The God whom Jesus reveals refrains from all forms of reprisal and demands no victims. God does not endorse holy wars or just wars or religions of violence. Only by being driven out by violence could God signal to humanity that the divine is nonviolent and is antithetical to the Kingdom of Violence. The reign of God means the complete and definitive elimination of every form of violence between individuals and nations. [p. 149]
In recent decades, there have been many outstanding books about creative nonviolence and resistance to evil, but no one has ever explained the Sermon on the Mount the way Walter Wink did. It’s as if the church misunderstood Jesus for 2,000 years until Walter Wink came along and examined it word for word. His scholarly analysis, based in his own experience of nonviolent resistance and peace movement work, is a revelation. He demonstrates how Jesus teaches Galilean peasants a way to nonviolently resist the Roman Empire through aggressive, active nonviolence. “Jesus’ teaching on nonviolence forms the charter for a way of being in the world that breaks the spiral of violence,” Walter Wink writes. He continues:
Jesus reveals a way to fight evil with all our power without being transformed into the very evil we fight. It is a way-the only way possible-of not becoming what we hate. “Do not counter evil in kind”-this insight is the distilled essence, stated with sublime simplicity, of the experience of those Jews who had, in Jesus’ very lifetime, so courageously and effectively practiced nonviolent direct action against Rome. Jesus abhors both passivity and violence. He articulates, out of the history of his own people’s struggles, a way by which evil can be opposed without being mirrored, the oppressor resisted without being emulated, and the enemy neutralized without being destroyed. [p. 189]
Walter’s exegesis of Matthew 5:39 shocks everyone when they first hear it. Here’s an excerpt:
“If anyone strikes you on the right cheek, turn the other one to him as well.” Why the right cheek? A blow by the right fist in that right-handed world would land on the left cheek of the opponent. An open-handed slap would also strike the left cheek. To hit the right cheek with a fist would require using the left hand…The only way one could naturally strike the right cheek with the right hand would be with the back of the hand. We are dealing here with insult, not a fistfight. The intention is clearly not to injure but to humiliate, to put someone in his or her place…A backhand slap was the usual way of admonishing inferiors. Masters backhanded slaves; husbands, wives; parents, children; men, women; Romans, Jews. We have here a set of unequal relations, in each of which retaliation would invite retribution. The only normal response would be cowering submission. Why then does he counsel those already humiliated people to turn the other cheek? Because this action robs the oppressor of the power to humiliate. The person who turns the other cheek is saying, in effect, “Try again. Your first blow failed to achieve its intended effect. I deny you the power to humiliate me. I am a human being just like you. Your status does not alter that fact. You cannot demean me.” [Pp. 175-176]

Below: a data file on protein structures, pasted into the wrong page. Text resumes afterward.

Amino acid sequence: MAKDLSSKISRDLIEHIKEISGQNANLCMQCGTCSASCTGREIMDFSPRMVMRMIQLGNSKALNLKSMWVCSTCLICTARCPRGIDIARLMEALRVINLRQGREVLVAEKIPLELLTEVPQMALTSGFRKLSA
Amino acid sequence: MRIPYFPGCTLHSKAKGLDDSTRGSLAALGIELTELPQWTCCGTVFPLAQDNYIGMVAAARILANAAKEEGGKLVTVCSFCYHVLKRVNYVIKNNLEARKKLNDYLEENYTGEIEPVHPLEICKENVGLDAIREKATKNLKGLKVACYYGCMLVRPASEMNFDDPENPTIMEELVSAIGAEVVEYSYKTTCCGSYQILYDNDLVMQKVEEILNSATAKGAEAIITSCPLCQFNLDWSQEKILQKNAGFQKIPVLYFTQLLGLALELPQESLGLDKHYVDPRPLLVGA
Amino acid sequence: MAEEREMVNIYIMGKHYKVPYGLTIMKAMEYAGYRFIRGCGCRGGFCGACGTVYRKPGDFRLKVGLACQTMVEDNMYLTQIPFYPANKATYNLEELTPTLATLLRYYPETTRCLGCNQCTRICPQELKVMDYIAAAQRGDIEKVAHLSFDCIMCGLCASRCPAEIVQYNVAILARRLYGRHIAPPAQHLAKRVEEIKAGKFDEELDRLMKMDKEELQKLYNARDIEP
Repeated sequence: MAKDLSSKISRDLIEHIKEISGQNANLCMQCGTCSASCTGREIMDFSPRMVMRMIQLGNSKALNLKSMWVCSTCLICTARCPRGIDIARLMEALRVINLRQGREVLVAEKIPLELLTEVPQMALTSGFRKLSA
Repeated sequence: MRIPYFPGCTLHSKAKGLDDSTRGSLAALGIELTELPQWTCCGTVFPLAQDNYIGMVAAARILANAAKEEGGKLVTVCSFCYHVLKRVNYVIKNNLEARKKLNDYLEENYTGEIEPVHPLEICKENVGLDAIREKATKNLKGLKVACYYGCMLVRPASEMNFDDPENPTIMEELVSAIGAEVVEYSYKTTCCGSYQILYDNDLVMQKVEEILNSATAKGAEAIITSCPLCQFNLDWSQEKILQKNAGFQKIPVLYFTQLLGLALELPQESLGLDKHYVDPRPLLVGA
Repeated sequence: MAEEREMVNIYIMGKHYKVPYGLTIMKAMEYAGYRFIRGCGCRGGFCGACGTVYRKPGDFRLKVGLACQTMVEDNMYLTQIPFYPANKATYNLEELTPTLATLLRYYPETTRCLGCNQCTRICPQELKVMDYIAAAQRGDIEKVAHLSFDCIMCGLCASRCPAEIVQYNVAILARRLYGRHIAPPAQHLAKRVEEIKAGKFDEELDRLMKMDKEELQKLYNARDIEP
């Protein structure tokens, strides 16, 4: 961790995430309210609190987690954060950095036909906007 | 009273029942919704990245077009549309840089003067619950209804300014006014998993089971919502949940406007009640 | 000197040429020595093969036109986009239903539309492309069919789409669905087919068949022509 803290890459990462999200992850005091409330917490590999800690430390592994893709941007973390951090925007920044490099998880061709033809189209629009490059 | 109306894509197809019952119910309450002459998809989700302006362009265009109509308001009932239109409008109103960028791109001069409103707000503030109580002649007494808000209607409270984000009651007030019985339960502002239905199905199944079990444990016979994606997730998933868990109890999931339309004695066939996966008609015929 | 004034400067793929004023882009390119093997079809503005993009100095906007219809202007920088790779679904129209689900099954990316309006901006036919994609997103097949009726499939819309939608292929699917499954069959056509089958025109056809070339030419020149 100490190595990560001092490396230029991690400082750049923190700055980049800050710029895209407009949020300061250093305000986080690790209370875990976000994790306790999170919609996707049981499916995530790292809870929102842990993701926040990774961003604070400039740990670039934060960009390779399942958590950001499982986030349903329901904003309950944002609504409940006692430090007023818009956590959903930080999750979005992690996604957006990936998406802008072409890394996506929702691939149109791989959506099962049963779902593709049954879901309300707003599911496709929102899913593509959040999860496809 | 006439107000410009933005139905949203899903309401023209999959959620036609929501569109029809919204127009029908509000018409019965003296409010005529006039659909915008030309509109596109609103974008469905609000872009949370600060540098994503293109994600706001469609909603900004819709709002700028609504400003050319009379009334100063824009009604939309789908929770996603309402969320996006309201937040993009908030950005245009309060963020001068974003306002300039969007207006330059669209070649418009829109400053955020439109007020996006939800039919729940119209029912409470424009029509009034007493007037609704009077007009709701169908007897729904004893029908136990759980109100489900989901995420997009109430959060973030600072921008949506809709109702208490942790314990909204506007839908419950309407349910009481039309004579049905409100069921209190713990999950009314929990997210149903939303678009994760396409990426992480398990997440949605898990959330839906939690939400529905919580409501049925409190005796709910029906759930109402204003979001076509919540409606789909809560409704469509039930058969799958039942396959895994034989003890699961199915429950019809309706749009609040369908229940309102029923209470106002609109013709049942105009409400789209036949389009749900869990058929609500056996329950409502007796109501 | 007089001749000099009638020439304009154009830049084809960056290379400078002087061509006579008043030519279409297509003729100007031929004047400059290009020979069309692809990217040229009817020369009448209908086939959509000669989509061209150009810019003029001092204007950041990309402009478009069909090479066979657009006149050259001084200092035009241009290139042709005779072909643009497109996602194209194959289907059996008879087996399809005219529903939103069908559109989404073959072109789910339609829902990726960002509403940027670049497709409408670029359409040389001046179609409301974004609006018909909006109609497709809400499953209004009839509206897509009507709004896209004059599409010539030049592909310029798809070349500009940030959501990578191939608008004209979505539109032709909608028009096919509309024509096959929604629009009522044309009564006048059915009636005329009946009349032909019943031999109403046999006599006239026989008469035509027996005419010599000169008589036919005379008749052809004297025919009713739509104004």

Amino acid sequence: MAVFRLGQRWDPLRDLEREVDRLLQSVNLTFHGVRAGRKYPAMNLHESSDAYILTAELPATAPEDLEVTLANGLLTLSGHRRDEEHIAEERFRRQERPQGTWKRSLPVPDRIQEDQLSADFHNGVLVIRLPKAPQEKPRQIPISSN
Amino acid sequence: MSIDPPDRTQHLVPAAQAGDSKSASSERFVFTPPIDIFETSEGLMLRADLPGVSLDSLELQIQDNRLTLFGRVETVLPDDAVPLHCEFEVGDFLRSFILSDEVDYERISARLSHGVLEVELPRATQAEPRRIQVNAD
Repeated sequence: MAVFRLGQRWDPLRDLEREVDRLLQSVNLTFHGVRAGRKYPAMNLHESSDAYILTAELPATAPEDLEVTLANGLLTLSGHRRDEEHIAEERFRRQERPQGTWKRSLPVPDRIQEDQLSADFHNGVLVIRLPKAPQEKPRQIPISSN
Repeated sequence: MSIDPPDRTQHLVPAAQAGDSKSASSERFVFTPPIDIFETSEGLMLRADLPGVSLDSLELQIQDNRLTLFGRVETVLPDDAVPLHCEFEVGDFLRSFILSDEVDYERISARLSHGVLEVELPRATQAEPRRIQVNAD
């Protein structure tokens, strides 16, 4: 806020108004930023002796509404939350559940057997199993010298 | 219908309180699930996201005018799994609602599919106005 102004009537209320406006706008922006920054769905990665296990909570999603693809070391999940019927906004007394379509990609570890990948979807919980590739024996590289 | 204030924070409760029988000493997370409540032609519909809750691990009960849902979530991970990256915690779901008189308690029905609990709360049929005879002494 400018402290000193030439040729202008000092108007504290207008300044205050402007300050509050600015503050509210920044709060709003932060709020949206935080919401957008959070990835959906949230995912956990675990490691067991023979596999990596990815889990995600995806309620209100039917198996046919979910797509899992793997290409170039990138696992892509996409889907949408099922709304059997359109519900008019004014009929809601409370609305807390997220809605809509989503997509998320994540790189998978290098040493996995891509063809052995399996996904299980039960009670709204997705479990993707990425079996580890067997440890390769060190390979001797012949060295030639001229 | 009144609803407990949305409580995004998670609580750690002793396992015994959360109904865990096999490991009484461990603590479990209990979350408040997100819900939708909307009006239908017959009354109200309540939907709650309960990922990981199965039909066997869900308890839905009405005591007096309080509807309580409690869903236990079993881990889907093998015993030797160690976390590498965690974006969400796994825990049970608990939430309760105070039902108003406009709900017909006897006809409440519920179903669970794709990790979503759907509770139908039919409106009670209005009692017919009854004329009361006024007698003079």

As he explains the militant nonviolence of Jesus, Walter also describes how nonviolent movements for social change are transforming the world. His analysis of the breadth of those movements is equally astonishing, first of all, because we rarely hear about them in the mainstream media. “In just the last few years, nonviolence has emerged in a way that no one ever dreamed it could emerge in the world,” Walter writes.
In 1989, there were thirteen nations that underwent nonviolent revolutions. All of them successful except one, China. That year, 1.7 billion people were engaged in national nonviolent revolutions. That is a third of humanity. If you throw in all of the other nonviolent revolutions in all the other nations in the twentieth century, you get the astonishing figure of 3.34 billion people involved in nonviolent revolutions. That is two thirds of the human race. No one can ever again say that nonviolence doesn’t work. It has been working like crazy. [Jesus’ Third Way]
Walter Wink gave us a theological foundation for our work for peace, justice and nonviolence. I hope and pray that his works will continue to be read and studied and that more Christians will come to understand the nonviolence of Jesus, the church’s “vocation of nonviolence” as he put it, and the power we have in grassroots movements of nonviolent resistance.
Thank you, Walter Wink, for your brilliant scholarship and steadfast teaching of Gospel nonviolence. Your work will bear good fruit and help more and more of us to obey and teach the Sermon on the Mount as you did. What a great gift.